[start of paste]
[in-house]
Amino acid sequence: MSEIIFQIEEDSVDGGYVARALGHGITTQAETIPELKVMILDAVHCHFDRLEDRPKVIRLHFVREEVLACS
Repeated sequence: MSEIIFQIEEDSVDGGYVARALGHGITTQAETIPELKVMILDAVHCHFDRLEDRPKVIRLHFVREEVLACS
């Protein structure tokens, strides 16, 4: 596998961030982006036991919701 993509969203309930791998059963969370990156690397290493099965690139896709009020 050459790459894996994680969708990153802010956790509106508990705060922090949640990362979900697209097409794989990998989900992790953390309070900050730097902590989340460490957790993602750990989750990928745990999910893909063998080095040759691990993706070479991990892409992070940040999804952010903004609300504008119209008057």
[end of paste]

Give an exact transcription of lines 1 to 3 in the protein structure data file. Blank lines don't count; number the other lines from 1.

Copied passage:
[in-house]
Amino acid sequence: MSEIIFQIEEDSVDGGYVARALGHGITTQAETIPELKVMILDAVHCHFDRLEDRPKVIRLHFVREEVLACS
Repeated sequence: MSEIIFQIEEDSVDGGYVARALGHGITTQAETIPELKVMILDAVHCHFDRLEDRPKVIRLHFVREEVLACS